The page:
Twelve kinds of Thai smiles, a flood that closed the university and a motorcycle accident are just a few of the things New Mexico State University's director of bands Christopher Hughes experienced during his four years in Thailand.
Hughes will share his adventures in the semester's last installment of the College of Arts and Sciences' Global Connections lecture series at 6 p.m. Wednesday, Nov. 13, in Gerald Thomas Hall Auditorium, Room 194.
Hughes, who is also an associate professor of music, spent exactly 1,500 days living in Bangkok, Thailand while he taught at Mahidol University from 2008 to 2012.
"I'd never really spent time abroad," he said. "There are fundamental differences in how they look at life over there. I learned that we really are fortunate to be Americans, even with all the problems we face. There are things in society other people haven't gotten to yet."
During his stay, Hughes learned about King Bhumibol Adulyadej's philosophy of sufficiency economy, which emphasizes moderation and traditional Thai values of self-reliance and perseverance.
"They're thankful for what they have. They worry less about what they want, and more about what they need," Hughes said. "It certainly made me question some things. I no longer take for granted things I used to."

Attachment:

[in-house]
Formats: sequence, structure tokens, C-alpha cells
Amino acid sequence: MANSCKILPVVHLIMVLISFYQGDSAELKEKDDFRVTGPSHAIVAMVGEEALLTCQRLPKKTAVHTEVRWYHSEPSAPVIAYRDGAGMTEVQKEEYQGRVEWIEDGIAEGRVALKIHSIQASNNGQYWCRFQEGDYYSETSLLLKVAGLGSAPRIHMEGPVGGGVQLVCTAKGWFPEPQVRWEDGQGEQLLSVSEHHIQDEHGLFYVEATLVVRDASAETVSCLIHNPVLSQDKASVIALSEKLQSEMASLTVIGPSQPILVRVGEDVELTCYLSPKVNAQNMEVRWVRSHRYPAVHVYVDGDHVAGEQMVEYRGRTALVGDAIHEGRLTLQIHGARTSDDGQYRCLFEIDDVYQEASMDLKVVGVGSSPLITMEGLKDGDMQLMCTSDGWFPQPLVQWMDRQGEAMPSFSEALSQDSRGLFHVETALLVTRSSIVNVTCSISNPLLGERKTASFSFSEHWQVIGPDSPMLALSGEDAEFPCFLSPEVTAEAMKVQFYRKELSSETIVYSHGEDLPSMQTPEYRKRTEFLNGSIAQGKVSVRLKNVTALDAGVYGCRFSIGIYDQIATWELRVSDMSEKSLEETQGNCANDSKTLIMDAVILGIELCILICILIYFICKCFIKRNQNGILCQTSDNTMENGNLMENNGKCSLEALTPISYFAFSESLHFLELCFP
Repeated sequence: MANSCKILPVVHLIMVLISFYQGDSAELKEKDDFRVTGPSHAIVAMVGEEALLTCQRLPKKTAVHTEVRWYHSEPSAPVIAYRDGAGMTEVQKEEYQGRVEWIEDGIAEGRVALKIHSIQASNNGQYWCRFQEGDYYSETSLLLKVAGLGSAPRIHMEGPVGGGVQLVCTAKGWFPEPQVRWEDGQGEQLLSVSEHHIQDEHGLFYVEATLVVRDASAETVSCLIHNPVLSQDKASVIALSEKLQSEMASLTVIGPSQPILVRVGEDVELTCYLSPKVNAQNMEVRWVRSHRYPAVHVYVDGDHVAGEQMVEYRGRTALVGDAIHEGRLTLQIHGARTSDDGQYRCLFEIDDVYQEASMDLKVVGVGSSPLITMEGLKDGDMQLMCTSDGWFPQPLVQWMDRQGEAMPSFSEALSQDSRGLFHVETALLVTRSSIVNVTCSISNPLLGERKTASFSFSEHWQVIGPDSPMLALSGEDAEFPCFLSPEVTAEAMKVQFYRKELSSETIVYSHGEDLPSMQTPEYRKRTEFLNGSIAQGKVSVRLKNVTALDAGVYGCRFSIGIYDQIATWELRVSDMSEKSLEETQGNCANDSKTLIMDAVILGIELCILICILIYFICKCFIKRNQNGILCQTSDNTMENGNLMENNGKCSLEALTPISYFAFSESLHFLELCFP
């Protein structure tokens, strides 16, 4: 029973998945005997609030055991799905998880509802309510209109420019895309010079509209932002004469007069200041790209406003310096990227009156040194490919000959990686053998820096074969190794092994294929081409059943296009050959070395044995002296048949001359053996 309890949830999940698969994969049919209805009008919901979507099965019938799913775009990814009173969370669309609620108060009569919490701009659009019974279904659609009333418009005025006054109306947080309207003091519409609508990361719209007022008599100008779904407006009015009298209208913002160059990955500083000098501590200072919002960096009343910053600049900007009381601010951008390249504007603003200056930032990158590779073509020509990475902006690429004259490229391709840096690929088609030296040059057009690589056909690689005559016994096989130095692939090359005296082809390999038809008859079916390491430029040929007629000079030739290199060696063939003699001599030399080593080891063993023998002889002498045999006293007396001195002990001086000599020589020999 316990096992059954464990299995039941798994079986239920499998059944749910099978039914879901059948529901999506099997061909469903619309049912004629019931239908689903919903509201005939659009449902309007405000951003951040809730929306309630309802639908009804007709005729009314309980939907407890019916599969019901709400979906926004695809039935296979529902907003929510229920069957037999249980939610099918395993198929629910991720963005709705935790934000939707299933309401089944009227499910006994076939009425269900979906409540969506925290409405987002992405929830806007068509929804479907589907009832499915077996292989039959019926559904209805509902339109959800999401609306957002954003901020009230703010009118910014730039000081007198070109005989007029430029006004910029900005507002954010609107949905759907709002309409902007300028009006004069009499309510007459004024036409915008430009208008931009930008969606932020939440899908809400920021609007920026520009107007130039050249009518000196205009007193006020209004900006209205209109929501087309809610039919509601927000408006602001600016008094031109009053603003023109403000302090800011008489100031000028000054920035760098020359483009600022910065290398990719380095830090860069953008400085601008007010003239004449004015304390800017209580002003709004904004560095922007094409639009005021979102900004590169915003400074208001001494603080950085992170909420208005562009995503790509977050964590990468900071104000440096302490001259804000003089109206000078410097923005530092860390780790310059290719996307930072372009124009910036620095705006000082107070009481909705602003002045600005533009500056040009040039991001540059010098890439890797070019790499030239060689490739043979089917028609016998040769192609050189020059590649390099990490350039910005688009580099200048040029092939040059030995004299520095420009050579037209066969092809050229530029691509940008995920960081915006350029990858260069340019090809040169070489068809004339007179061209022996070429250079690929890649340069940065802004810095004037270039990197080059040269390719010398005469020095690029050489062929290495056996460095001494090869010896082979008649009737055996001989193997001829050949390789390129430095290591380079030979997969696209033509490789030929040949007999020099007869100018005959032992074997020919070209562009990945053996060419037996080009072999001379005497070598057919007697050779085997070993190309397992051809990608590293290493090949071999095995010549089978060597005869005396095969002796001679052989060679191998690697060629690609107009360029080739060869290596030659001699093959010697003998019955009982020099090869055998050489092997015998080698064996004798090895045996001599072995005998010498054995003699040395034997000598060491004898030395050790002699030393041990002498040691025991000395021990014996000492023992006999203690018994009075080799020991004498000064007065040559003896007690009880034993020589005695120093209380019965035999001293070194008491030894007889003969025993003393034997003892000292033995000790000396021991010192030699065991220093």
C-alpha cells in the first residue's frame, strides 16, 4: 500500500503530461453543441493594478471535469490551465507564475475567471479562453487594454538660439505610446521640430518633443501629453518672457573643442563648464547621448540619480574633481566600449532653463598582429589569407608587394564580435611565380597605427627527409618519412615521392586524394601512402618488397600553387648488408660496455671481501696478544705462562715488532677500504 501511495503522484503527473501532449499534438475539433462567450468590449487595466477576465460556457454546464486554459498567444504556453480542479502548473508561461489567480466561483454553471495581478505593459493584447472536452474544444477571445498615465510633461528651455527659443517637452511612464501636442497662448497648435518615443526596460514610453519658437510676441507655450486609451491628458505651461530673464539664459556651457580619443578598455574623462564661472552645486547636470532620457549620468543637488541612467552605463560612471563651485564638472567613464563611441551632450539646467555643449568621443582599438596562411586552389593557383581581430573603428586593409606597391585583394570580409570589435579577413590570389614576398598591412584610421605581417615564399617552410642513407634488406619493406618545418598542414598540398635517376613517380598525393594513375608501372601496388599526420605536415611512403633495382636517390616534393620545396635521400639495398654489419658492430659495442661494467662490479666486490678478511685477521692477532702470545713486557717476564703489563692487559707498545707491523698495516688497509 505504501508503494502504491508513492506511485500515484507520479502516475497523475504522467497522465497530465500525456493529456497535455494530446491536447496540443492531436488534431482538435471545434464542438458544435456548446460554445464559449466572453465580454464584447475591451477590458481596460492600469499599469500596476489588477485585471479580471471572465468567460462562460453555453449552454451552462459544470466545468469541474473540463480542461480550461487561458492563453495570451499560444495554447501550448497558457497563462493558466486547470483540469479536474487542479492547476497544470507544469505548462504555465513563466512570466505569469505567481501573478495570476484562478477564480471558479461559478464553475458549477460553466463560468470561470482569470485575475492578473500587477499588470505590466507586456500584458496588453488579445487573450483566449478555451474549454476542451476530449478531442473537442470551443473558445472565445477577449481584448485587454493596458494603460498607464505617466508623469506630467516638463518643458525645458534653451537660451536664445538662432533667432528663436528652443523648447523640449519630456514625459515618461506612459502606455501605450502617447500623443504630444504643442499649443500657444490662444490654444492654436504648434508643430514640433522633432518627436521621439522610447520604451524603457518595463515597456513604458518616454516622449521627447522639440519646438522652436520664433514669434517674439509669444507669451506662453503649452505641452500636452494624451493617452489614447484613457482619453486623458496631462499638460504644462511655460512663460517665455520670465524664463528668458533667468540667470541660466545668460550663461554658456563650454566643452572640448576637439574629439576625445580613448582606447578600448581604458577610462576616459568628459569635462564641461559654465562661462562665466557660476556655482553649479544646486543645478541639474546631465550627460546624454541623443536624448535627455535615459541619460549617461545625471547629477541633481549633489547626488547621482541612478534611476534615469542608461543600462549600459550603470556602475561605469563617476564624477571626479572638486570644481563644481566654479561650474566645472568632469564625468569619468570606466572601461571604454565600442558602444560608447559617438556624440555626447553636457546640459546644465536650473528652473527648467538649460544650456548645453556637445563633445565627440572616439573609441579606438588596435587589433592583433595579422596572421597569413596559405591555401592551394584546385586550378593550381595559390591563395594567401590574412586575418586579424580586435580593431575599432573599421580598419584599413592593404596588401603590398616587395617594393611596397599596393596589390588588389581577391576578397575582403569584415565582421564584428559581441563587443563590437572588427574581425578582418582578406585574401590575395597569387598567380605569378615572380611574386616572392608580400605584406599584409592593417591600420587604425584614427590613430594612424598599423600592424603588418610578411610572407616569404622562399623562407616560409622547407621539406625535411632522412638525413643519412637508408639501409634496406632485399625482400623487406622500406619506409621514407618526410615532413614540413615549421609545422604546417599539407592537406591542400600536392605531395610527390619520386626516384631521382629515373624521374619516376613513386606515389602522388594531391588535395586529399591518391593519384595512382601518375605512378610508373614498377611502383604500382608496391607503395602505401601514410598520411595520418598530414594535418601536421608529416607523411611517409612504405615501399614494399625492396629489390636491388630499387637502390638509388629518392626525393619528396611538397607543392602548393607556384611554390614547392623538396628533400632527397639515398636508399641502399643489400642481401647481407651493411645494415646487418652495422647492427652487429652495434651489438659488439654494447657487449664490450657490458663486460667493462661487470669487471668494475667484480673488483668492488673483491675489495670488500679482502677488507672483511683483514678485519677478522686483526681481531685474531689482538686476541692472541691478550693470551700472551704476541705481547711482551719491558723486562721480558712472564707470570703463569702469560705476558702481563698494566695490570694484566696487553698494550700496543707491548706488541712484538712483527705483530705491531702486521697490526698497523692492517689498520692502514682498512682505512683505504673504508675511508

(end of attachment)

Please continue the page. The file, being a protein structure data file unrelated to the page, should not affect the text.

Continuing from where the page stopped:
Other topics he will discuss include the three levels of respect shown while greeting others, nine kings and the special impact of numbers four, five and nine; journeys of outreach to other countries and the deaths and injuries caused during a political crisis.
The Global Connections series features faculty members' exotic trips around the world. The purpose is to provide an opportunity for members of the campus and surrounding community to listen and ask questions of NMSU professors about the kind of global first-hand experiences they might never otherwise encounter.
Those who attend the lecture will have an opportunity to dine at 100 West Cafe prior to the talk. 100 West Cafe is a hands-on laboratory for students in NMSU's Hotel, Restaurant and Tourism Management program, offering buffet-style dining every Wednesday for $8.